posted by la petite marie at 2:35 PM on July 26, 2007

Clear Your Clutter With Feng Shui. Don't worry about the title, most of the book has nothing to do with any kind of supernatural ideas. I have conducted a couple of massive clear outs on the strength of the motivation I got from this book.
posted by teleskiving at 3:52 PM on July 26, 2007

One more vote for the idea of having someone come work with you as you do the organizing.

This could be someone who just stays with you to keep you focused and on-task, or someone who helps in whatever way you find helpful.

And given my professon, I feel compelled to mention that a professional organizer might help. Many people hire organizers for the same reason I hired a personal trainer - without that person, nothing was happening in moving toward my goals.

And Clear Your Clutter with Feng Shui is indeed a wonderful book, and flylady works really well for some people.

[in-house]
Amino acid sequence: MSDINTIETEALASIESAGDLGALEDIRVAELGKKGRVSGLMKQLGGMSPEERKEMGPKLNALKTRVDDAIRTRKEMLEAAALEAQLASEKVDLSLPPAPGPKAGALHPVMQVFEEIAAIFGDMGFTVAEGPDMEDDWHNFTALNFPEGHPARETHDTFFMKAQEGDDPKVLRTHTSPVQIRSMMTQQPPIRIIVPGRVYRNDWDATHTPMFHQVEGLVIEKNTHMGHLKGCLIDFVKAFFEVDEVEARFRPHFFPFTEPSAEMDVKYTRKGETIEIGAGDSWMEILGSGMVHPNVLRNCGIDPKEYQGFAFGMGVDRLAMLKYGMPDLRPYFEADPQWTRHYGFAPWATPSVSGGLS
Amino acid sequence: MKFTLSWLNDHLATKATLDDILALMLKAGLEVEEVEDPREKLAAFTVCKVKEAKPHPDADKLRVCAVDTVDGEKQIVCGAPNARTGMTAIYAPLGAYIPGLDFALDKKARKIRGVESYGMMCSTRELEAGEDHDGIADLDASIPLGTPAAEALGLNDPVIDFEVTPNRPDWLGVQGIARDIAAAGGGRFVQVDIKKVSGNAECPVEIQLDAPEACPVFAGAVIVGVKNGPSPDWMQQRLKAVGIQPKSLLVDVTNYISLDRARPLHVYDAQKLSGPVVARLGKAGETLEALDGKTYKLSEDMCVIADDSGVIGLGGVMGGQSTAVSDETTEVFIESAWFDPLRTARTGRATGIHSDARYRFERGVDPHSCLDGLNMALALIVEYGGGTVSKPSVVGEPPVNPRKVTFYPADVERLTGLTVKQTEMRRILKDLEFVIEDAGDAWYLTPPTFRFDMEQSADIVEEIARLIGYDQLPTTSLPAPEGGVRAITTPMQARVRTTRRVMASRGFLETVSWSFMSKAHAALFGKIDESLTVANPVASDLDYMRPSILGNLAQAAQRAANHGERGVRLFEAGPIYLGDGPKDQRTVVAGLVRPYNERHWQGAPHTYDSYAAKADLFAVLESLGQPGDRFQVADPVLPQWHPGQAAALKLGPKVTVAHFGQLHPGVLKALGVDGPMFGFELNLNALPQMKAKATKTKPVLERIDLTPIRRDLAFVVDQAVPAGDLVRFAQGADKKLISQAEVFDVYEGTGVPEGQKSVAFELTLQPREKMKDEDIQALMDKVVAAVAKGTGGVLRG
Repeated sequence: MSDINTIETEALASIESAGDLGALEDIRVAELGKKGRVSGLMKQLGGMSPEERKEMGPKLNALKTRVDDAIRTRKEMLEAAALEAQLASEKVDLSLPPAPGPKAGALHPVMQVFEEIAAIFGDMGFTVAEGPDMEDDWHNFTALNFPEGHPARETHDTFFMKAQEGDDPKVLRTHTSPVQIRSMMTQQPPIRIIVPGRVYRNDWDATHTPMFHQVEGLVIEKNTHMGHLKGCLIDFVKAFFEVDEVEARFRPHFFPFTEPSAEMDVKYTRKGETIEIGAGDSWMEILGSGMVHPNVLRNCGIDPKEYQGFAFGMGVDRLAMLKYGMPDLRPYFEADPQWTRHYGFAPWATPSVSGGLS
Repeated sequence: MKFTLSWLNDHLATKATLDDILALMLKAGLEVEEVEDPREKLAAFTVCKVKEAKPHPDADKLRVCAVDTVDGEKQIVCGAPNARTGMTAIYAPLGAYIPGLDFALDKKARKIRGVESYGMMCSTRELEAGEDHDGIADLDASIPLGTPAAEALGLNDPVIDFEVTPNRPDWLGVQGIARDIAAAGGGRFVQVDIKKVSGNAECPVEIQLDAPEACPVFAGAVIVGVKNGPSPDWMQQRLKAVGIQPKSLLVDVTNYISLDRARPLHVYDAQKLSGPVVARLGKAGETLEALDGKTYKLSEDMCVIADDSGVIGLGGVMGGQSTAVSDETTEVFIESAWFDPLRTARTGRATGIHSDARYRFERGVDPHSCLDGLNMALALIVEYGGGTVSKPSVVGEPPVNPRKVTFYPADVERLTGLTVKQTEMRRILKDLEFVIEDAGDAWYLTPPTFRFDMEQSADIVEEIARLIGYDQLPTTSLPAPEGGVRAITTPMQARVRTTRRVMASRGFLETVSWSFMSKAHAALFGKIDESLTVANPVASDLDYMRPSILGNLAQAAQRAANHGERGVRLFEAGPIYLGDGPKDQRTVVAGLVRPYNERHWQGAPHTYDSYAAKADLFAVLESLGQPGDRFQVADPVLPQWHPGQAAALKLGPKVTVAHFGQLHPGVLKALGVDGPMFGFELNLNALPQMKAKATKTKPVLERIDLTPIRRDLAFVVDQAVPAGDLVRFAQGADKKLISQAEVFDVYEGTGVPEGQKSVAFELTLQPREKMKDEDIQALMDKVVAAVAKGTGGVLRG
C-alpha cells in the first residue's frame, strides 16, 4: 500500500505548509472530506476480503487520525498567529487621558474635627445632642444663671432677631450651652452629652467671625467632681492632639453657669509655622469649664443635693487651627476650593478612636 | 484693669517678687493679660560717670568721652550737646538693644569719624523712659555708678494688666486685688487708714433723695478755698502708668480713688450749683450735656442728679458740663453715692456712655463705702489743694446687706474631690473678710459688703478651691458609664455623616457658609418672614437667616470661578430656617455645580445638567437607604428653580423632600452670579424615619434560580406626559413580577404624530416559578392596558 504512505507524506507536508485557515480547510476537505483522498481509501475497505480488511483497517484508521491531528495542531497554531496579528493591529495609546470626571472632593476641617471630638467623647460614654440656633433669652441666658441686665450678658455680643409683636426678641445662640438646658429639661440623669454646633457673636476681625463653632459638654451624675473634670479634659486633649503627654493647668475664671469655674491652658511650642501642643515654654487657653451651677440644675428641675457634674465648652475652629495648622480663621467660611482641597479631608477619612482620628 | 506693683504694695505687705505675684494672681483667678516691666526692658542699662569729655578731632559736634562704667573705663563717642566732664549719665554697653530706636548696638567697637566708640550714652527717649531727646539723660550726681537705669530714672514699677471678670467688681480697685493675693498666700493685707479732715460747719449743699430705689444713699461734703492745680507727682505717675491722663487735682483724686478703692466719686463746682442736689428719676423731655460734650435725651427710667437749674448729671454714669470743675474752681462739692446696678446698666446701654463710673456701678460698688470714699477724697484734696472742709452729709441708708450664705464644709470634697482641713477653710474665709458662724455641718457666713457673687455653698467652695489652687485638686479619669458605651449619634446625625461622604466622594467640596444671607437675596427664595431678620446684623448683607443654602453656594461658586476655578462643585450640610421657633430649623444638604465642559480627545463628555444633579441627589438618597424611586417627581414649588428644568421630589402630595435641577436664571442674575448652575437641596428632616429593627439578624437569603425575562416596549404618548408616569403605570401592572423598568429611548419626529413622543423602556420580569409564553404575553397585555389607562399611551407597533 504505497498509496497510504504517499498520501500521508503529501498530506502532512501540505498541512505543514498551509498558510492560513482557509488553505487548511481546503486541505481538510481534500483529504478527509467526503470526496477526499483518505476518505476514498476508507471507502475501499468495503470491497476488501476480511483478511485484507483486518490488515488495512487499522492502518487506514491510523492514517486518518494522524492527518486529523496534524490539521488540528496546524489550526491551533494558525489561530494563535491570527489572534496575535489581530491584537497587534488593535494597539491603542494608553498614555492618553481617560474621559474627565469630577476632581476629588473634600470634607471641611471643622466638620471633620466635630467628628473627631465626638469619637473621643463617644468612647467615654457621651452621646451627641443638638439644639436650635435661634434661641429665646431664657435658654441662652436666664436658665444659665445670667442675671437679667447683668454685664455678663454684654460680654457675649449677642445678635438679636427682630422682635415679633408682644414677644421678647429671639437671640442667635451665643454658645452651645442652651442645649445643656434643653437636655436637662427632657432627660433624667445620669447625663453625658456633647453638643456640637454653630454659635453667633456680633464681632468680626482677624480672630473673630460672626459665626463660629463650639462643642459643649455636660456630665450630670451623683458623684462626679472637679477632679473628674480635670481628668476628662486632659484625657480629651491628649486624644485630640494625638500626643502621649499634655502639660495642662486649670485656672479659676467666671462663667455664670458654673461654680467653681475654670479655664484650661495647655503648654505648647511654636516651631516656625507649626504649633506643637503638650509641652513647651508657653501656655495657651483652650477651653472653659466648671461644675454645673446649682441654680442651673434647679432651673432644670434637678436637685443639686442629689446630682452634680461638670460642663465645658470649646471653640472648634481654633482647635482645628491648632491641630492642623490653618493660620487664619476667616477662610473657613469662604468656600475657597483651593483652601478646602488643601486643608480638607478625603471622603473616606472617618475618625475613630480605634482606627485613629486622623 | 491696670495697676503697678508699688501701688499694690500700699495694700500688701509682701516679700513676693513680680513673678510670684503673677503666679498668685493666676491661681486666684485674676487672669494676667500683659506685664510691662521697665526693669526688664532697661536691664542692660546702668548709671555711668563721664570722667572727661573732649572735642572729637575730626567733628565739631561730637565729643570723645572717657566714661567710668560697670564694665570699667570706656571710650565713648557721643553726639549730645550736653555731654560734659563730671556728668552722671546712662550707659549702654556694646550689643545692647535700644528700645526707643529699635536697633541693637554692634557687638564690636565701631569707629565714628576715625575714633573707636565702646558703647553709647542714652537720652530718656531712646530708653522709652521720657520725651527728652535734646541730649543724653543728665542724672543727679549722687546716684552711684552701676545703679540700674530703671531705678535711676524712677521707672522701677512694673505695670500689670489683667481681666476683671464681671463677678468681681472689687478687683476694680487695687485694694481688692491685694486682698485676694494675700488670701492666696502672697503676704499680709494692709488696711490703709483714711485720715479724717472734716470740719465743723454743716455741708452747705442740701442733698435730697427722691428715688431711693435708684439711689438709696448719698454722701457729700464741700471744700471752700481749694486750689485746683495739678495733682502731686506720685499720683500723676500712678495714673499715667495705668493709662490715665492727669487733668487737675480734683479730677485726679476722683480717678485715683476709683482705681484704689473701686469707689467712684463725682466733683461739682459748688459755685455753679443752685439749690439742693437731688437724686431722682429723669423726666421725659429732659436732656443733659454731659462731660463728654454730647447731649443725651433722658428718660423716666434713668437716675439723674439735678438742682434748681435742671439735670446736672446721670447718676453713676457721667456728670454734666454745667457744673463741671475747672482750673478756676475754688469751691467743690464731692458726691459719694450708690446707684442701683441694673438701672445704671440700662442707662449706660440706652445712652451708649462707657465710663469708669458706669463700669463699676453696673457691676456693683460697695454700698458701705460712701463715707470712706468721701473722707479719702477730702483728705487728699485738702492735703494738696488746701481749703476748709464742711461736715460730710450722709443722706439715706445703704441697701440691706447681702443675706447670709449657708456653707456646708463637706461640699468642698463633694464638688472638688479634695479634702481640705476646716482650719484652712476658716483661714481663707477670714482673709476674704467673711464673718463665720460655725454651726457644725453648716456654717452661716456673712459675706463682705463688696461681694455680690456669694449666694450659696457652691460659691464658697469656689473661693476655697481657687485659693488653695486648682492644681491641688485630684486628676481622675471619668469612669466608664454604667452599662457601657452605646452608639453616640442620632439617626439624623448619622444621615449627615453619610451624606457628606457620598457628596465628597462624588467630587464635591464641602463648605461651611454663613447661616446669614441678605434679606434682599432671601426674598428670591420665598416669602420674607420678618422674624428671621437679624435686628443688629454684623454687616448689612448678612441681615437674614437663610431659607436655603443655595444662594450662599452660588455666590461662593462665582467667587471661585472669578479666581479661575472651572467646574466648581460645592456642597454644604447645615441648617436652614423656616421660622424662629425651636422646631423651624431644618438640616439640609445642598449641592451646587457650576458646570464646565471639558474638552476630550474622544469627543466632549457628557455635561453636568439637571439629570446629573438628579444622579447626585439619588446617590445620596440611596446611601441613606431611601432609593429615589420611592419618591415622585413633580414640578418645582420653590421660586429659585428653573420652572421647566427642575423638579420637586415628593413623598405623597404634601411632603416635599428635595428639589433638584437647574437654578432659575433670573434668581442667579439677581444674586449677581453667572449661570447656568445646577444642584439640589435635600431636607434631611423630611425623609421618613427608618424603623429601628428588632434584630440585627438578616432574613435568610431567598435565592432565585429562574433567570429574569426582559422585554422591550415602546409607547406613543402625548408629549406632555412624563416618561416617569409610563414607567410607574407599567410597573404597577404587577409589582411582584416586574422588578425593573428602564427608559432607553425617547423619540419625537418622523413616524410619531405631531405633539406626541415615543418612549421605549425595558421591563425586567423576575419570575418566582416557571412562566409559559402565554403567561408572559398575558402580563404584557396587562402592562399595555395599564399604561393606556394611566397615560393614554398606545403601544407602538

posted by jeri at 5:22 PM on July 26, 2007

There are a lot of TV shows on the home-oriented channels now that focus on cleaning up clutter (must be a common concern). One I like is "Neat." I watched it last night (one episode was about a women with a VERY messy bedroom, saved and made beautiful by the end of the show). After the show, I had a real urge to go clean and declutter something. Maybe something like that would inspire you!
posted by TochterAusElysium at 6:19 PM on July 26, 2007

(The before and after photos from that site might also be inspirational...)
Best of luck, piratebowling. Go do it!
posted by TochterAusElysium at 6:26 PM on July 26, 2007

I agree with Wryly: start at the door. Examine everything within 1cm of the door. If it's rubbish, bin it. If not, put it in the right place. If it's dusty, you can dust it. Then increase to 2cm and repeat.